What is an organization?

A friend sent an enquiry to me and a couple of others yesterday which set me thinking. Here's what she asked:

I'm trying to think of an article or book chapter to give to a group of Arts students that would provide the "classic" background on what an organization is – the basic theory piece.

I'm hoping to give them something that will help frame a discussion around what an organization really is – sort of the classic thinking. There must be a chapter or article – perhaps from an org. textbook. What would you give a group of "beginners" about how to think about organizations?

What I liked about the question (apart from the opportunity to delve into my folder "Articles" on my computer and wonder why I had the same article under different titles in more than one case) was that it's a challenging one to answer. Like her I have hundreds of articles on various aspects of organization theory, design, psychology, behavior, and so on but none that tackled head on the discussion of 'what is an organization?'

So my response back to her read "I haven't got anything that defines what an organisation "is". When I start off an organization design program I do an exercise with the group that runs as follows.

There are five questions (below). I reveal the questions one at a time asking the group, (or small groups) to answer them. This enables the participants to work out what an organization is. Usually, in answer to question 1 they come up with lists that include: a group of people, common purpose, delivering a product or service, sets of systems, and so on. Then you ask question 2 and generally they come up with rules, policies, governance structures, codes of ethics, regulatory frameworks, and so on.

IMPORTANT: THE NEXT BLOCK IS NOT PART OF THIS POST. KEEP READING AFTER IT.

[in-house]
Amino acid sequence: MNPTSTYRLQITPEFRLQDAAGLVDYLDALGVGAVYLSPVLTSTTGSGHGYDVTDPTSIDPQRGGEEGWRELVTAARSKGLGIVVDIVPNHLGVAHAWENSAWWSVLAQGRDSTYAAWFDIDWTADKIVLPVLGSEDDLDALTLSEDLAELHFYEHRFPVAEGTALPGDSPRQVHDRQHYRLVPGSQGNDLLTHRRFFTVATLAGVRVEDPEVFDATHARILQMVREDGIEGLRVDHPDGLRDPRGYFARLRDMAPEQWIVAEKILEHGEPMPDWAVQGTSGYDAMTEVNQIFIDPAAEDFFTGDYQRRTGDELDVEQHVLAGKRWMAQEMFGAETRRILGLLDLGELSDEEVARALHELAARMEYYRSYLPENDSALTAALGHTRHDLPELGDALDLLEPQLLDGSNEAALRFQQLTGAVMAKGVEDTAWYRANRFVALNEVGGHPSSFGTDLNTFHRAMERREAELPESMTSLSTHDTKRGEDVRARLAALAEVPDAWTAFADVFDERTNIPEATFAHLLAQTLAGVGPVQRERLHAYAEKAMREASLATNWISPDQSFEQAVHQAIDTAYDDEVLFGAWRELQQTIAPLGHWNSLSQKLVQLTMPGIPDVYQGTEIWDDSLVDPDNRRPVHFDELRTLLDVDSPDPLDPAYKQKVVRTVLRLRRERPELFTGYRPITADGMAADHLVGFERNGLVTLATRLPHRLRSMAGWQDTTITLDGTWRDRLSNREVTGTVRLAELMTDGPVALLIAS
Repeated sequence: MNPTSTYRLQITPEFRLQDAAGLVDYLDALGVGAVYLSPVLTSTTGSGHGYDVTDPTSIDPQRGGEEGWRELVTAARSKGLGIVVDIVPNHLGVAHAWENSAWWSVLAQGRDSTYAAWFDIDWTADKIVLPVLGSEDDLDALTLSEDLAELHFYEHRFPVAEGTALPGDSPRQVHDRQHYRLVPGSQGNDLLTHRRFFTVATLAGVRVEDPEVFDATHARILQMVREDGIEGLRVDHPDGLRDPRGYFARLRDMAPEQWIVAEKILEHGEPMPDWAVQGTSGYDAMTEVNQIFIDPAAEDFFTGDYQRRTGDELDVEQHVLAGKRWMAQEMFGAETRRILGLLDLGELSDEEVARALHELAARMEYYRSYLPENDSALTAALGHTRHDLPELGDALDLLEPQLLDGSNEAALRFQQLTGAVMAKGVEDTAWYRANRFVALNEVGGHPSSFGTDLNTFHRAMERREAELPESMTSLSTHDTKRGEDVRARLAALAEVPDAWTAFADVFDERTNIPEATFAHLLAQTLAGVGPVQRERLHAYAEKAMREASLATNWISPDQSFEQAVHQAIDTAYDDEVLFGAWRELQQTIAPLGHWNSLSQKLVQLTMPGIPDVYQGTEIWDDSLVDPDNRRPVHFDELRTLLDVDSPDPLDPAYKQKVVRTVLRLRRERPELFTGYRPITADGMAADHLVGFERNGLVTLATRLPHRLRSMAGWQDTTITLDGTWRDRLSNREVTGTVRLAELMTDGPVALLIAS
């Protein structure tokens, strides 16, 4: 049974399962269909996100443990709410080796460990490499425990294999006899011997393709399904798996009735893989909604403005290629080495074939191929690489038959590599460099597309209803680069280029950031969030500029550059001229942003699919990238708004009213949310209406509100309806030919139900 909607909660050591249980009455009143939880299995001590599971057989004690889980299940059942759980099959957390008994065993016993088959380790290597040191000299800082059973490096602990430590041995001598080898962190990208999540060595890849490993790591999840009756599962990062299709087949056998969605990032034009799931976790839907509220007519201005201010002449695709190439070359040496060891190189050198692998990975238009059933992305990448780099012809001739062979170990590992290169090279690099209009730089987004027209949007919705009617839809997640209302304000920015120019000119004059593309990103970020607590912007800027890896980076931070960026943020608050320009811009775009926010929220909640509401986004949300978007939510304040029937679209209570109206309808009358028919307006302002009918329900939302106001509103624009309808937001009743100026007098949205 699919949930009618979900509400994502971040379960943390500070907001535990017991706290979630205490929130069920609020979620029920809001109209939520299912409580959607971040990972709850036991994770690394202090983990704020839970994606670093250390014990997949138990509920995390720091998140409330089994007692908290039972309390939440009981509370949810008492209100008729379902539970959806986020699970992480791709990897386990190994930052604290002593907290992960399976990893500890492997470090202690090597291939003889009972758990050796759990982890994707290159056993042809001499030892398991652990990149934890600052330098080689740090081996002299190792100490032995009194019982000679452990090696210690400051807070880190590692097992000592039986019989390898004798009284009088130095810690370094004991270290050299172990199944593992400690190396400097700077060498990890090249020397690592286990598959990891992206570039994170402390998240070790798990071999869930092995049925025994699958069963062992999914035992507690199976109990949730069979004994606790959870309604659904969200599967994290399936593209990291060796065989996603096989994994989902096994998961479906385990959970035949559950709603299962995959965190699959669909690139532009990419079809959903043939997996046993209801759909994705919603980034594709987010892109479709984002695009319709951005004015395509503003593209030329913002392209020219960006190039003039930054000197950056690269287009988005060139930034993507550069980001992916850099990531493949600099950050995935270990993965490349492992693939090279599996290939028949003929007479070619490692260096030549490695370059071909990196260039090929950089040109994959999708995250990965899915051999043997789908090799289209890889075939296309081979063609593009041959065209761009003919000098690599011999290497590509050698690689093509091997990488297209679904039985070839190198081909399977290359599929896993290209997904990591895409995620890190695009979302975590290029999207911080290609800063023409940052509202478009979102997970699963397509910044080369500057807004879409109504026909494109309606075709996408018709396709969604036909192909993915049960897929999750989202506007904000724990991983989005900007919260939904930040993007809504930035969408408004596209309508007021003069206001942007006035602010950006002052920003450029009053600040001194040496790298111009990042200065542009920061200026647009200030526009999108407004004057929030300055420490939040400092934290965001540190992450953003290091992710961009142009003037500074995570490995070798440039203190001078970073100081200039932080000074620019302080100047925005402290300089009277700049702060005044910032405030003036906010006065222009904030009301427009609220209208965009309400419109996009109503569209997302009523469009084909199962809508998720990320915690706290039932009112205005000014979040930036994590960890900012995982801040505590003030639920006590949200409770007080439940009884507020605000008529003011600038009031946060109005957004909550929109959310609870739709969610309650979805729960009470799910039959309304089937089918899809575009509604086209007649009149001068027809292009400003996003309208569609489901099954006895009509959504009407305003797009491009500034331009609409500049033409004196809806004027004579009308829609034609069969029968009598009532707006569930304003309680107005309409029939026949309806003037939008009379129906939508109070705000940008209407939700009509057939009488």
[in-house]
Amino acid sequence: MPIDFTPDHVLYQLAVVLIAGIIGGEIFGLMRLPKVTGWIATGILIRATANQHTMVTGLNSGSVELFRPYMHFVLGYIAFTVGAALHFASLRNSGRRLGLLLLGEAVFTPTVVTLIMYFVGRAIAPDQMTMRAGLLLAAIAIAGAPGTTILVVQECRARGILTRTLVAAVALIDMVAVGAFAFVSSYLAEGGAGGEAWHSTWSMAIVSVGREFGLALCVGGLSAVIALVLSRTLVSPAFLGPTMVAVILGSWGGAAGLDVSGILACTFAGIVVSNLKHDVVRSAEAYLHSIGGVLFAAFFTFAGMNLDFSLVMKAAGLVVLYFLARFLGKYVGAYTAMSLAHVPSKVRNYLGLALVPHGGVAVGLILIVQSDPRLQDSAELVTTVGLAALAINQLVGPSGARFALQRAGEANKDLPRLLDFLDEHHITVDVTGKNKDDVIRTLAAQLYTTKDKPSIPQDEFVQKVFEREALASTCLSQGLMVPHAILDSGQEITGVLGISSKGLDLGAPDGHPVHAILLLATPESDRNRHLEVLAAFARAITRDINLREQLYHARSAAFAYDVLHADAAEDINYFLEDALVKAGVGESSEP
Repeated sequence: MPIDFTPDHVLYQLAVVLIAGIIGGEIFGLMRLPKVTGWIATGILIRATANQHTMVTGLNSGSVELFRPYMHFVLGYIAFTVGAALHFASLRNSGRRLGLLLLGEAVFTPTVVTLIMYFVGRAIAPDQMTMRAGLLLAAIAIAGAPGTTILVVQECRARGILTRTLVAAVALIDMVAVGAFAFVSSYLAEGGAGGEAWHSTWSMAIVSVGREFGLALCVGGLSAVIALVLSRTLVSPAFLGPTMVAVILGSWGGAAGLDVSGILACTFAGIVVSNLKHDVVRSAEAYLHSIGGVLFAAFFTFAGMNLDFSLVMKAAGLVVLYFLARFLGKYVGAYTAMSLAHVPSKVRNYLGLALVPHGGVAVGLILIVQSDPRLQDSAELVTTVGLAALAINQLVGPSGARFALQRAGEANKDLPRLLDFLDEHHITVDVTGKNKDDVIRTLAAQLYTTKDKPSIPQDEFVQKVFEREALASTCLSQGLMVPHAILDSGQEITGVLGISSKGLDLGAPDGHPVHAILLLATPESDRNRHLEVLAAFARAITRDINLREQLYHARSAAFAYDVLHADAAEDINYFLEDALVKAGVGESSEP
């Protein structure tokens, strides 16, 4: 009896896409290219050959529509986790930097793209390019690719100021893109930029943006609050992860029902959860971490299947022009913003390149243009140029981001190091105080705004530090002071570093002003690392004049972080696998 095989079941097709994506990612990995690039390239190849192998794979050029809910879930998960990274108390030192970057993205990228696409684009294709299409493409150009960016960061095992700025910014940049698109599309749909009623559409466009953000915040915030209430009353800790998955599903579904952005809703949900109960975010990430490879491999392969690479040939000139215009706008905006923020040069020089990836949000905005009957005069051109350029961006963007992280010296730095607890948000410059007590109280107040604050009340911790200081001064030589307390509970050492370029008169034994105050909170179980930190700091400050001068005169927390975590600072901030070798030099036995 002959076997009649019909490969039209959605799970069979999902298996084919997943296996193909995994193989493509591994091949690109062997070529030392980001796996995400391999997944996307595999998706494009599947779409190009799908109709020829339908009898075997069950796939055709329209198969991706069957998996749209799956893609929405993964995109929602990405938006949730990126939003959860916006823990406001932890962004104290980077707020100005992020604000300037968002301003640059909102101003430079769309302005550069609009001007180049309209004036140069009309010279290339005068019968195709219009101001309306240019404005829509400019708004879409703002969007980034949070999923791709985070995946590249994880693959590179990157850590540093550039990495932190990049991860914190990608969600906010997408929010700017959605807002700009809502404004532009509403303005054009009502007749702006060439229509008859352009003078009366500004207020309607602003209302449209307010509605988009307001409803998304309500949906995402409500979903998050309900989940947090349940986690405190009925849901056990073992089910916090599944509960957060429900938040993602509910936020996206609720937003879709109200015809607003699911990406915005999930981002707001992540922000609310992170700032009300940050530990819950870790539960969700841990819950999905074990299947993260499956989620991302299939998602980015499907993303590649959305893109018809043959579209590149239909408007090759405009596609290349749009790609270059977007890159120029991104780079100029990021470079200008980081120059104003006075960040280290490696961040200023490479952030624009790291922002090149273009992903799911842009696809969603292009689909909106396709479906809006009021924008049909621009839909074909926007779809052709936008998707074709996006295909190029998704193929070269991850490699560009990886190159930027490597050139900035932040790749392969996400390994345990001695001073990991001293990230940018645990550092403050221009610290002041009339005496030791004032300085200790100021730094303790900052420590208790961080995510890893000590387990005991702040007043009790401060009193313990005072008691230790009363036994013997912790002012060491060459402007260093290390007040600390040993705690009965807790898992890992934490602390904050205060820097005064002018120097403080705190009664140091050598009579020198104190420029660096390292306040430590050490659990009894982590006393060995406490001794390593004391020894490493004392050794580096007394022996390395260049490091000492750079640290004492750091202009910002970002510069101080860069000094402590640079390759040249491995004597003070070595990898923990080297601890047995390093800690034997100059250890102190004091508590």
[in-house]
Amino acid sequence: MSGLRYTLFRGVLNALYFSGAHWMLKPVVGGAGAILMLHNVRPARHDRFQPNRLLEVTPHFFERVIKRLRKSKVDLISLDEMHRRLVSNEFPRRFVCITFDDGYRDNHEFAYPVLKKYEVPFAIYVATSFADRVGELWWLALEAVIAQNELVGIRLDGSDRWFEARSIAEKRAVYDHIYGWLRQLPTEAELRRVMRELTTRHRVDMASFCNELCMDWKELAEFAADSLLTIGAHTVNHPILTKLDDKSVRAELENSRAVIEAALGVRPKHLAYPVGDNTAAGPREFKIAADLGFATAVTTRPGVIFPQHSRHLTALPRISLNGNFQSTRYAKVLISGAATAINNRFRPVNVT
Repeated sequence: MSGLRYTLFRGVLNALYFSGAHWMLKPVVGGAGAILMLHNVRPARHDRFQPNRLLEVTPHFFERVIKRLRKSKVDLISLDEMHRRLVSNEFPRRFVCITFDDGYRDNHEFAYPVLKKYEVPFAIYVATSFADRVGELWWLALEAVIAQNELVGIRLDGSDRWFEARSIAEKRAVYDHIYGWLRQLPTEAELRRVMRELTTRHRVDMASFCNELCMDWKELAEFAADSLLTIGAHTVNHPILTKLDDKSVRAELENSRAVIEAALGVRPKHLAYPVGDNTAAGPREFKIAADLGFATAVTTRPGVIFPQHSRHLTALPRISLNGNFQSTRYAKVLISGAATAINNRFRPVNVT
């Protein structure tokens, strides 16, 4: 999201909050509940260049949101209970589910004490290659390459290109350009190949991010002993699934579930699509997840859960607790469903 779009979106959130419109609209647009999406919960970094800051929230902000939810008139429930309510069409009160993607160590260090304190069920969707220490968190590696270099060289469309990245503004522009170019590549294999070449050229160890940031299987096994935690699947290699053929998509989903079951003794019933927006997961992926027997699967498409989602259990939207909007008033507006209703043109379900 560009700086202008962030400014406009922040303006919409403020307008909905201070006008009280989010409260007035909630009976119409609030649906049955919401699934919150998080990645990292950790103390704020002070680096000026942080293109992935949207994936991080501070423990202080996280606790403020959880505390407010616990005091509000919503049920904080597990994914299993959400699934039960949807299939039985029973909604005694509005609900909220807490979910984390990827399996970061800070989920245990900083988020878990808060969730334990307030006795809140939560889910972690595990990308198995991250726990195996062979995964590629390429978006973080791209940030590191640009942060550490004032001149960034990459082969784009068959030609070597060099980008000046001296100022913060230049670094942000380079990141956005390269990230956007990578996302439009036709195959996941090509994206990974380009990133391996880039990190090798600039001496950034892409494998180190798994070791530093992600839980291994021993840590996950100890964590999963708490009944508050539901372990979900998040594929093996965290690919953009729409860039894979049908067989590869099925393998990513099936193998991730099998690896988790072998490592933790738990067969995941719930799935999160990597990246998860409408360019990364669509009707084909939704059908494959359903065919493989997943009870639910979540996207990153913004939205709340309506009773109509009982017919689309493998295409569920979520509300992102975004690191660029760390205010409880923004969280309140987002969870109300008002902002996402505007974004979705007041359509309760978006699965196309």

Putting the answers of questions 1 and 2 together you get a good feel for what an organization 'is' and can arrive at a common understanding for all practical purposes. I then go into the next three questions to start the design thinking.

1. What is an organisation?
2. What is an organised organisation?
3. What is design?
4. What is an organisation design model?
5. How useful is a model?

However, I have combed through what I have in the way of articles and think that these might be useful.

Anand, N. and Daft, R. (2007) What is the right organization design? Organizational Dynamics, Vol 36. No. 4.

Osterwalder, A. (2006). How to Describe and Improve Your Business Model to Compete Better. Arvetica (see the overview on slideshare )

Child, J. and McGrath, R. (2001) Organizations Unfettered: Organizational Form in an Information Intensive Economy. Academy of Management Journal. Vol 44. No. 6.

Additionally Mary Jo Hatch is co-author of a book used on the Capella program on organization theory that I teach on Organization Theory: Modern, Symbolic, and Postmodern Perspectives and she writes extensively on organizations. For the most part it is very readable and gives a good insight into various aspects of organization/organizing."

The others chipped in with various suggestions – only one of which (the Gareth Morgan) I knew about. So this whole exchange was very productive in terms of my own learning. Here are their suggestions:

Wertheim, Edward, G. (undated) A Historical Background of Organization Behavior
Kurshner, T. (2007) Angels in America. Nick Hern Books.
Wilson, E. (1998). Back From Chaos. The Atlantic Monthly, Part 1 March pp. 41-62 and Part 2
McNamara, C. (undated) Basic Definition of Organization. Free management library.
Kleiner. A. (2008) The Age of Heretics: a history of the radical thinkers who reinvented corporate management. Jossey Bass
Morgan, G. (2006). Images of Organization. Sage Publications

Yesterday I also came across a quote "Whatever you learn it is never enough" amply proved in the email exchange above!